Books

Jungnickel, K. 2018. BIKES AND BLOOMERS: Victorian women inventors and their extraordinary cycle wear, Goldsmiths Press/ MIT Press

Jungnickel, K. 2014. DIY WIFI: Re-imagining connectivity, Palgrave Macmillan Pivot

Edited collection in production:
Jungnickel, K. ed. TRANSMISSIONS: Critical tactics for making and communicating research, MIT Press

Out for review:
Hjorth, L., Harris, A and Jungnickel, K. Creative Practice Ethnographies, Lexington Press.

Journal articles

Jungnickel, K. 2015. “One needs to every brave to stand all that”: Cycling, rational dress and the struggle for citizenship in late nineteenth century Britain, Geoforum, Special Issue: Geographies of citizenship and everyday (im)mobility.

Forlano, L & Jungnickel, K. 2014. Hacking Binaries/ Hacking Hybrids: Understanding the Black/White Binary as a Socio-Technical Practice, ADA: A Journal of Gender, New Media and Technology, Issue 6

Jungnickel, K and Hjorth, L. 2014. Methodological entanglements in the field: methods, transitions and transmissionsVisual Studies, Special Issue: Transformations in art and ethnography, 29 (2): 138-147.

Aldred, R & Jungnickel, K. 2014. Why culture matters for transport policy: the case of cycling in the UK, Journal of Transport Geography, 34: 78-87.

Aldred, R & Jungnickel, K. 2013. Matter in or out of place: Bicycle parking strategies and their effects on people, practices and places, Social and Cultural Geography, 14(6): 604-624.

Jungnickel, K. 2013. Getting There …and Back: How ethnographic commuting (by bicycle) shaped a study of Australian backyard technologistsQualitative Research, 14(6): 640-655

Jungnickel, K & Aldred, R. 2013. Sensory Strategies: How cyclists mediate their exposure to the urban environmentMobilities, 9(2): 238-255.

Aldred, R & Jungnickel, K. 2012. Constructing mobile spaces between ‘leisure’ and ‘transport’: A case study of two group cycle ridesSociology, 46(3): 523-539.

Jungnickel, K. 2010. Exhibiting Ethnographic Knowledge: Making sociology about makers of technology. Street Signs, Centre for Urban and Community Research, London: Goldsmiths, 28-31. [PDF]

Jungnickel, K. 2004. Sensing the City and Other Stories. Snapshot, London: Proboscis. Available here.

Book chapters

(In press) (with Justin Spinney) Studying Mobilities In Atkinson, P., Delamont, S., Hardy, M and Willimas, M. (eds) Sage Encyclopedia of Research Methods, London & New York: Sage Publications

Jungnickel, K. 2018. Making Things To Make Sense of Things: DiY as research subject and practice, In Sayers, J. (ed) The Routledge Companion to Media Studies and Digital Humanities

Jungnickel, K. 2017. Socio-Technical Mobile Devices of Resistance: Victorian inventors, women cyclists and convertible cycle wear patents, In Caygill, H., Leeker, M and Schulze, T. (eds) Inventions in Digital Cultures: Action, Resistance, Critique, Digital Cultures Research Lab, Leüphana University, Germany

Jungnickel, K. 2016. “Ournet not the internet”: an ethnography of homebrew high-tech practices in suburban Australia, In Hjorth, L, Horst, H., Galloway, A and Bell, G. (eds) The Routledge Companion to Digital Ethnography

Jungnickel, K. 2014. Jumps, stutters and other failed images: using time-lapse video in cycling research, In Bates, C. (ed) Video Methods, Routledge, Advances in Research Methods series. Chapter 6, pp.132-152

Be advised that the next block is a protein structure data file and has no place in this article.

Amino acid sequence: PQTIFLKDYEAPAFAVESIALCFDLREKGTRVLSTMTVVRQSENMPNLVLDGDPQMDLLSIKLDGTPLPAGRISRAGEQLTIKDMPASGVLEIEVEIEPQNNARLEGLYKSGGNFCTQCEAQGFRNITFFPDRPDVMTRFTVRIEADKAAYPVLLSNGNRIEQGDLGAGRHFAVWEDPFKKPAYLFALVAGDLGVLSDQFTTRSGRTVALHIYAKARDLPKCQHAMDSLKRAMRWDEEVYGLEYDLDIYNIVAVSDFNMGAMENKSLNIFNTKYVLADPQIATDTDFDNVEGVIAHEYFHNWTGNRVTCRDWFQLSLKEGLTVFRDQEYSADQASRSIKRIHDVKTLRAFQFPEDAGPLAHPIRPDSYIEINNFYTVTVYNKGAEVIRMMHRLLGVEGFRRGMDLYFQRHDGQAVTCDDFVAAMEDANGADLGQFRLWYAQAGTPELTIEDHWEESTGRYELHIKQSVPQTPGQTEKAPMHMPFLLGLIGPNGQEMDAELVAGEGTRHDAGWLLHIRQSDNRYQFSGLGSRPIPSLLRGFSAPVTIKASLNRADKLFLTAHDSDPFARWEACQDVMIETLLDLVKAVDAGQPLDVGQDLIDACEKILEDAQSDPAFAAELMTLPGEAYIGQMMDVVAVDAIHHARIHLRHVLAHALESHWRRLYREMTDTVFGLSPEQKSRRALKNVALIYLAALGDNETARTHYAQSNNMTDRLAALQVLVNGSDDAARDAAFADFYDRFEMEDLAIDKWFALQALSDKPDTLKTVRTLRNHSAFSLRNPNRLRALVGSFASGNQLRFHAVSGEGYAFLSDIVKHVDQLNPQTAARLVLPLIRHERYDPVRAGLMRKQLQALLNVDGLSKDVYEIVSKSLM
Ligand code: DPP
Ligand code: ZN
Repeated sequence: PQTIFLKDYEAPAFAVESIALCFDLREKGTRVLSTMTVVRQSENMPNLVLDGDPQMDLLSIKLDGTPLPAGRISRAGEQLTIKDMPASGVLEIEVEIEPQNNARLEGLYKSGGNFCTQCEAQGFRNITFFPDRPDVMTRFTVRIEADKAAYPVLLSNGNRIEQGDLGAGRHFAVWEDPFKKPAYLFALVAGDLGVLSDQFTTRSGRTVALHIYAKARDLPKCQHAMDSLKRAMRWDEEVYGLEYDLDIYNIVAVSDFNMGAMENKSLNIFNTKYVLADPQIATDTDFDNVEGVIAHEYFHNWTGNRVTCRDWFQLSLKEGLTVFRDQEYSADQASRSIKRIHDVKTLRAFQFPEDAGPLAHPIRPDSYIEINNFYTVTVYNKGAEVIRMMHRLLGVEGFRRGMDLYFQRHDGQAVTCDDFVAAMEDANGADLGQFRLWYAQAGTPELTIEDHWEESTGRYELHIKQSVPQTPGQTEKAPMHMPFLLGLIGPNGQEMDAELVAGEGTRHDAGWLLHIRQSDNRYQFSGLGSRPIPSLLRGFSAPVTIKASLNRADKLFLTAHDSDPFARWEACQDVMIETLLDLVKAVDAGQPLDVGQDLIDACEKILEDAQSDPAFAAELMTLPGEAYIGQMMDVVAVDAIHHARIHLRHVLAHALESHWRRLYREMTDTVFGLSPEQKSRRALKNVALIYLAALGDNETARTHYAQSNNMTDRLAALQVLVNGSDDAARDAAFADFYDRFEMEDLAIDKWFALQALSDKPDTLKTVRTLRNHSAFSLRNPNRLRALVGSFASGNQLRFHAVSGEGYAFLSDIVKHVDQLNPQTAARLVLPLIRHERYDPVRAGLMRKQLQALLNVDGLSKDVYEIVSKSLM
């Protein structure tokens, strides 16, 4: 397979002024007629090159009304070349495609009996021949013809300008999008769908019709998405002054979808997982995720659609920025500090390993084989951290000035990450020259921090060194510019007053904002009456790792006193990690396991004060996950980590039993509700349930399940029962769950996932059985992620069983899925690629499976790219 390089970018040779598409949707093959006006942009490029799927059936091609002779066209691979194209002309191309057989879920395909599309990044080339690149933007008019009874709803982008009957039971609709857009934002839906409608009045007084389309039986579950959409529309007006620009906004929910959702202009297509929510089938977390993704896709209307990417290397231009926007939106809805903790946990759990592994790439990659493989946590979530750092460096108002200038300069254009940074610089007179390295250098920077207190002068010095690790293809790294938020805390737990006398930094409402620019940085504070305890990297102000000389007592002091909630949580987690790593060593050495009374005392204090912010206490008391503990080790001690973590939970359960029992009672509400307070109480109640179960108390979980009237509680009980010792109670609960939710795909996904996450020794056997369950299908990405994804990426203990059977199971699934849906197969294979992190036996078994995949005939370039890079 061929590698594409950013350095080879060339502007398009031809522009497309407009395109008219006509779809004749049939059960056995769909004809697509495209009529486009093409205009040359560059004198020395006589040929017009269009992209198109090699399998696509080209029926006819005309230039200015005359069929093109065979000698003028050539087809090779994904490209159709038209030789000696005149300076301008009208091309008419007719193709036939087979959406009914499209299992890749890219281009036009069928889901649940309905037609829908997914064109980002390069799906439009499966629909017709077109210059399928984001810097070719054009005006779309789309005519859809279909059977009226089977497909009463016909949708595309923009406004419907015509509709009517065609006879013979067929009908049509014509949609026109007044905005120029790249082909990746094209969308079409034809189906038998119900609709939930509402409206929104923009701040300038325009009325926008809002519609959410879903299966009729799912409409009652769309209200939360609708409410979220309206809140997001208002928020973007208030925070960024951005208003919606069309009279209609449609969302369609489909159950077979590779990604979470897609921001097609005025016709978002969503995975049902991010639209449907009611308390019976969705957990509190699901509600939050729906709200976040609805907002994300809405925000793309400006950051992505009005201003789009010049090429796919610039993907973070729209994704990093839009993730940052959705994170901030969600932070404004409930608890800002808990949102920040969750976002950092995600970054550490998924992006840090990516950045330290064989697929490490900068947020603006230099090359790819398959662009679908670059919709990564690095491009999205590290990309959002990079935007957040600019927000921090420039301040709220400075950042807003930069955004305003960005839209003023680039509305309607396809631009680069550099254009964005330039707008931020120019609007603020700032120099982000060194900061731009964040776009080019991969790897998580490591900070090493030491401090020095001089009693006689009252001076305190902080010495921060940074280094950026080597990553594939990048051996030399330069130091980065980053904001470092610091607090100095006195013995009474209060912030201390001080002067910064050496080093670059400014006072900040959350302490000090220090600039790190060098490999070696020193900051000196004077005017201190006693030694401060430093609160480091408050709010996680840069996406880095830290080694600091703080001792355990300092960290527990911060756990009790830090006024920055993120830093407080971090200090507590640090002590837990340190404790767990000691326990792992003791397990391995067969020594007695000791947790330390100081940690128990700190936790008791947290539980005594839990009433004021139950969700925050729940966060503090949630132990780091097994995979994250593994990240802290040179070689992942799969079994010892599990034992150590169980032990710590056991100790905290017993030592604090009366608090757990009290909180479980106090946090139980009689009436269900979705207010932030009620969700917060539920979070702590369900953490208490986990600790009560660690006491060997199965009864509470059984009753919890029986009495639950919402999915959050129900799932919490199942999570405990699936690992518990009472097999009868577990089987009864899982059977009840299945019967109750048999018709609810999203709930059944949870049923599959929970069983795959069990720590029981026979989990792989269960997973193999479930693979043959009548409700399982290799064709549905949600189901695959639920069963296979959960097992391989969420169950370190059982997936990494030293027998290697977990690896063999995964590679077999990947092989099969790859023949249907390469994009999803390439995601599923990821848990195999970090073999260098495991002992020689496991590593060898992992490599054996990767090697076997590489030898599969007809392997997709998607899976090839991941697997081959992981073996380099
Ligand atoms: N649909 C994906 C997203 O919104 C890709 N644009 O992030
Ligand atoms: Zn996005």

Jungnickel, K. 2012. View from the saddle and the lens: Experiencing, examining and representing cycling cultures. Off Tour,-ECAL University of Art and Design, Lausanne, Switzerland.

Jungnickel, K and Bell, G 2008.  Home is where the hub is? Domestic culture and wireless infrastructure in Australian homes. In Handbook of Research on Urban Informatics: Community Integration, Implementation, edited by M, Foth, M. Hershey, PA: IGI Global.

Wakeford, N., Orton-Johnson, K and Jungnickel, K. 2006. Using the Internet. In From Postgraduate to Social Scientist: A Guide to Key Skills, edited by N, Gilbert. London: Sage.

Websites

Bikes and Bloomers – www.bikesandbloomers.com
Transmissions – www.transmissionsandentanglements.com
Cycling Cultures – www.cyclingcultures.org.uk [no longer online]
73 Urban Journeys – www.73urbanjourneys.com
Wireless Cultures – www.studioincite.com/makingwifi
Domestic Spaces and Interfaces for Located Mobility – www.studioincite.com/locatedmobility

Research reports

2007. Domestic Space and Interfaces for Located Mobility. INCITE and Intel Digital Home Group, Portland Oregon, USA.
2007. (with G. Bell and F. Bourdonnec) Seeing the world through other people’s eyes:
 Ten experiments in qualitative research. Intel Digital Home Group, Portland Oregon, USA.
2006. (with G. Bell) Edges of Homes. Intel Digital Home Group, Portland Oregon, USA.

Other writing, catalogues, zines, book covers

2018. 19th Century Cycling, History Now, News. BBC History Mag, June.
2018. The Ingenious cycle wear Victorian women invented to navigate social mores, The Guardian, Bike Blog, 16 April
2015. Making Things Up: Design perspectives from a study of Victorian women’s convertible cycle wear, Interactions Magazine
2014. Anthropology + Design, Savage Minds: Notes and queries in Anthropology, 14 March
2012. Experiments in (and out of) the studio: Art and design methods for Science and Technology Studies, Zine, pdf and print, funded by Microsoft Research Cambridge and Goldsmiths, University of London
2011. My Beautiful Bike. Boneshaker Magazine, Issue 7, http://www.boneshakermag.com/
2011. Cycling Culture interim findings – Hull, Hackney, Bristol and Cambridge. Zines, pdf and print, University of East London.
2007. Cover photos for Goggin, G & M, Gregg. (eds) Wireless Cultures & Technologies, Media International Australia, (MIA): University of Qld.
2002. (with G. Lane) (eds) Mapping Perception, Exhibition Catalogue. London: Proboscis.